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Frey and colleagues outline 10 trends showing scale of America's demographic transitions

Starr says surveys intended to predict recidivism assign higher risk to poor

Prescott and colleagues find incidence of noncompetes in U.S. labor force varies by job, state, worker education

Highlights

ISR addition wins LEED Gold Certification

Call for Proposals: Small Grants for Research Using PSID Data. Due March 2, 2015

PSC Fall 2014 Newsletter now available

Martha Bailey and Nicolas Duquette win Cole Prize for article on War on Poverty

Next Brown Bag

Mon, March 9
Luigi Pistaferri, Consumption Inequality and Family Labor Supply

Socioeconomic Status and Age: The Effect of Income Sources and Portfolios on U.S. Adult Mortality

Publication Abstract

Krueger, P.M., R.G. Rogers, Robert A. Hummer, Felicia B. LeClere, and Stephanie A. Bond Huie. 2003. "Socioeconomic Status and Age: The Effect of Income Sources and Portfolios on U.S. Adult Mortality." Sociological Forum, 18:465-482.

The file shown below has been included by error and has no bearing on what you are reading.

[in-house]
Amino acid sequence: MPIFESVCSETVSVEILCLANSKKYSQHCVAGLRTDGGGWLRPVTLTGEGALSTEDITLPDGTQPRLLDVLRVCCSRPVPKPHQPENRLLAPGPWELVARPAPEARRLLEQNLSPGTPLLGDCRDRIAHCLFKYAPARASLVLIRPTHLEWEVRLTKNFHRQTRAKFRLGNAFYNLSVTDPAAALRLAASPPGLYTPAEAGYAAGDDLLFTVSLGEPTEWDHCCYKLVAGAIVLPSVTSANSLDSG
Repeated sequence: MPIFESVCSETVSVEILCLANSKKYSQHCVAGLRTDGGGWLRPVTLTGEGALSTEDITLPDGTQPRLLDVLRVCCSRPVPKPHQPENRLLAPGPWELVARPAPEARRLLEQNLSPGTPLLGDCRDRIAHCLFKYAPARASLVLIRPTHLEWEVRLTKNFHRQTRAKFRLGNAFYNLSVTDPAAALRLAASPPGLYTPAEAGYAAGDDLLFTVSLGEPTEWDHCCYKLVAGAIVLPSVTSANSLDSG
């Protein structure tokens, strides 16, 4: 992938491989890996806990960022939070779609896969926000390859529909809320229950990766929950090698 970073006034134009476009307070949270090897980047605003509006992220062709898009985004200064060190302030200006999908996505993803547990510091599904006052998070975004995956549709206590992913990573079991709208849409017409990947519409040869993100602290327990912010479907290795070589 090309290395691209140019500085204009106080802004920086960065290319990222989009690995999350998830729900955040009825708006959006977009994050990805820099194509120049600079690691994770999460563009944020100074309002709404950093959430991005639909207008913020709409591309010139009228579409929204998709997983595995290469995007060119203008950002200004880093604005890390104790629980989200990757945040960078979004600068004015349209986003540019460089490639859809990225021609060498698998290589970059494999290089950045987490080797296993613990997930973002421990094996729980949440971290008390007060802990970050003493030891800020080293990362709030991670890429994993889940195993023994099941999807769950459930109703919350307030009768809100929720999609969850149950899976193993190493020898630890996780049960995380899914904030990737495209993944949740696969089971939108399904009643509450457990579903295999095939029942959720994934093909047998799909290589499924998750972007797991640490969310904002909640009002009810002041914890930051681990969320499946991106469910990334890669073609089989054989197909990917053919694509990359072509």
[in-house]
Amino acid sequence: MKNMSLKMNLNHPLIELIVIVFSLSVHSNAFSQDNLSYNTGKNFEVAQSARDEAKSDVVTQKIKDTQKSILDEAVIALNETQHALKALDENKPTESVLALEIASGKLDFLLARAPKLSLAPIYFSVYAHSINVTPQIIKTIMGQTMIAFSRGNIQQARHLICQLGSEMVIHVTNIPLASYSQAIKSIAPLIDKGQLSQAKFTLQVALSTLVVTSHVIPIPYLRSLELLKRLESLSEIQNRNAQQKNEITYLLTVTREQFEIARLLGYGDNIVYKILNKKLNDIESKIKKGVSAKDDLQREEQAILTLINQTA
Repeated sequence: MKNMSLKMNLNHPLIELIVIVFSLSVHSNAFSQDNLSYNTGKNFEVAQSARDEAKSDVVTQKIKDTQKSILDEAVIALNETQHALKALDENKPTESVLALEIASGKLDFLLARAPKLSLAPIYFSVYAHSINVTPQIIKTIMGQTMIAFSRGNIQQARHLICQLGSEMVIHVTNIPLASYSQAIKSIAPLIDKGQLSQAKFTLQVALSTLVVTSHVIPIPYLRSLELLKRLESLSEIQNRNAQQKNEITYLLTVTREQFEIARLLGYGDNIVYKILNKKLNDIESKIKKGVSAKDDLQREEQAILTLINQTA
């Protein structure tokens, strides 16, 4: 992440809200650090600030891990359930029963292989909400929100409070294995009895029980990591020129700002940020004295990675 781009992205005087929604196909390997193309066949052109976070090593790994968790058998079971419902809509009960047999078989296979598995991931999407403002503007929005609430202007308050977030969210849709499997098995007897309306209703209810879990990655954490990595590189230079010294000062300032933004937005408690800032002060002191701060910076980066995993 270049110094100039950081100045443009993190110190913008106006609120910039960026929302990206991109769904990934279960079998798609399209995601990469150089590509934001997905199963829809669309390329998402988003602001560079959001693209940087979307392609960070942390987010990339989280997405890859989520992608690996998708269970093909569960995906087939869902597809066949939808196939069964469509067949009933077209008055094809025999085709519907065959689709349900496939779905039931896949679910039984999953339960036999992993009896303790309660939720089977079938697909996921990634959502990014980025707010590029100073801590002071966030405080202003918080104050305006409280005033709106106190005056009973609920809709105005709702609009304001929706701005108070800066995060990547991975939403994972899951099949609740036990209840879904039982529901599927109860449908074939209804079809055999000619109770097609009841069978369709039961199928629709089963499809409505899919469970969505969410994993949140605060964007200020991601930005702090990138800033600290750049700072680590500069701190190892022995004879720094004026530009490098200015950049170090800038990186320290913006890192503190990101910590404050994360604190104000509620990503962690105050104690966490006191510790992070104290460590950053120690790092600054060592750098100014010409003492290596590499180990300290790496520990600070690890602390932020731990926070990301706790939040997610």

Despite the persistent inverse relationship between family income & mortality, no one has examined the effect of distinct income sources or income portfolios on mortality risk. We link the National Health Interview Survey to the Multiple Cause of Death file & use hazard models to examine income-related mortality across four age groups. Income from jobs, self-employment, interest, & dividends each predicts lower mortality at the younger, middle, & early old ages. Diverse income portfolios buffer against mortality risk at all ages, net of the amount of income received. These findings illuminate the various dimensions of income that shape US mortality risks.

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